The types of packaging used are important to note. Any packaging that ends up in the UK market contributes to your quotas. Packaging that’s used internally doesn’t count.
Registering your business
If you need to declare the amount of packaging you use, you’ll need to register your business in the National Packaging Waste Database (NPWD) before April 7th each year.
You’ll also need to register your business with the following agency in your area:
- England – The Environment Agency (EA)
- Scotland – The Scottish Environment Protection Agency (SEPA)
- Wales: The Natural Resources Body for Wales (NRW)
- Northern Ireland: Northern Ireland Environment Agency (NIEA)
It’s worth registering as soon as you’re aware that you’ve turned over more than £2 million or handled more than 50 tonnes of packaging.
Different business types have different responsibility levels.
- Raw material manufacturer: responsible for 6% of recovery or recycling
- Converter: 9% of recovery or recycling
- Packer / Filler: 37% of recovery or recycling
- Seller: 48% of recovery or recycling
For example, if you’re a packer that’s moving 100 tonnes of packaging a year, you’ll only be responsible for recovering 37 tonnes. The rest is divided up between other types.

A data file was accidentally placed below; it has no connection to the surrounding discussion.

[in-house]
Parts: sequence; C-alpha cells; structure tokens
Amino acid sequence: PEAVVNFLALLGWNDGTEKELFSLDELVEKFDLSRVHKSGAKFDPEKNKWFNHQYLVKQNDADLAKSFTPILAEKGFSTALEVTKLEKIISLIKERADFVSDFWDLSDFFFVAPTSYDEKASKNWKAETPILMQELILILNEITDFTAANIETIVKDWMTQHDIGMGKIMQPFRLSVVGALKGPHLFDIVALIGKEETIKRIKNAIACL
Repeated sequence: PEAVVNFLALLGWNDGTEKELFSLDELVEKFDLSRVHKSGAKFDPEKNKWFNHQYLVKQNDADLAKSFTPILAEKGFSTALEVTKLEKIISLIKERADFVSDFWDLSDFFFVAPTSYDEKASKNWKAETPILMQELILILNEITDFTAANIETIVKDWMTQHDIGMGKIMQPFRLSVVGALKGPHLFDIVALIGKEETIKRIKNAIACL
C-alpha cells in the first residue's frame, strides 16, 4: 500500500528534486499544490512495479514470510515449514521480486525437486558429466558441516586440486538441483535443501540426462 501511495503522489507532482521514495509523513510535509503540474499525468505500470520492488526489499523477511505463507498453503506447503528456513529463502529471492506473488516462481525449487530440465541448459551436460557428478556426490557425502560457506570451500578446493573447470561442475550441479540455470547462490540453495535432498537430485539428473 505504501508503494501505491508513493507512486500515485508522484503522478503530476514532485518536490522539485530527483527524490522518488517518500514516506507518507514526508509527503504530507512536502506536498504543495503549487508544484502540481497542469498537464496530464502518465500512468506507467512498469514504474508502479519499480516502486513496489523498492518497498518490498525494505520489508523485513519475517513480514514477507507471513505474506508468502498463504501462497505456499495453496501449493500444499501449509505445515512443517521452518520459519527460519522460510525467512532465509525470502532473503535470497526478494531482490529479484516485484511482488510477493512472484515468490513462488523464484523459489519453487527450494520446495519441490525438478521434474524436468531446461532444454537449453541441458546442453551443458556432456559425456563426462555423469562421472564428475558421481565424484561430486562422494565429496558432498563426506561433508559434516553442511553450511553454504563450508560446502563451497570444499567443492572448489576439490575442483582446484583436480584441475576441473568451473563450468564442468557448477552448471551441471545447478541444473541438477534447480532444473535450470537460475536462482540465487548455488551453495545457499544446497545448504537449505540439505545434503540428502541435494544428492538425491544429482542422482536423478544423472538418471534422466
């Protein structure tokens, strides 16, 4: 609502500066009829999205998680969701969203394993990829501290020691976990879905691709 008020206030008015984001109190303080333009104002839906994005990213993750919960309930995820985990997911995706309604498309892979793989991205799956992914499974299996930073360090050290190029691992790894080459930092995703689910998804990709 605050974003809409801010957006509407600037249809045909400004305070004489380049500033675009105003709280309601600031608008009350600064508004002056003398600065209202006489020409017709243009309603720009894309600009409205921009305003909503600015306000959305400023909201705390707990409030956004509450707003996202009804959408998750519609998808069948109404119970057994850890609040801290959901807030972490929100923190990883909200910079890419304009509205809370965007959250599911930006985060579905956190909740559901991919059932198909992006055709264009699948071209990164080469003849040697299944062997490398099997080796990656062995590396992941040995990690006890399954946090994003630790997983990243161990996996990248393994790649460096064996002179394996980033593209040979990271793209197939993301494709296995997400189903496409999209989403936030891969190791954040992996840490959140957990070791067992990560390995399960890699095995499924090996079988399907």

The types of recycling targets depend on the materials. Currently, the government recognises the following material waste categories:
- Wood pulp
Obviously, the plastic category has had a lot of attention in the previous years with recycling targets getting higher and taxes being imposed on single-use plastic packaging
The financial cost of compliance
So How much do you need to pay?
The fee paid to the agency varies, depending on whether you’ve registered with an environmental agency, or will be paying as part of a scheme.
Full Producer - £776
Small Producer - £562
Subsidiary - £180 for each of the first 4 subsidiaries, £90 for subsidiaries 5-12 and £45 for all others.
Through a recovery scheme
Full Producer - £564
Small Producer - £345
Agencies may charge a late registration fee if you register after April 7th. Schemes also have a variety of fees, including (but not limited to) membership fees and extra fees depending on the type of packaging.
Knowing if it’s working
The Packaging Waste Regulations have helped increase the amount of packaging recycled and lowered the dependence on unsustainable packaging materials.
Over 7000 companies have registered, with the largest fine for non-compliance being a whopping £270,000.
Sanctions, penalties and crackdowns are becoming more common for companies that look to find ways around their commitments.
What may seem daunting at first, is actually a simple process once you’ve gone through it for the first time.
To make that first-time process easier, consider working with a packaging supplier like Packhelp. We can easily tell you the total amount of packaging that you’ve purchased and help you make the correct statements for your PRN.
Reach out to Packhelp and get extra help with the UK’s Packaging Waste Regulations.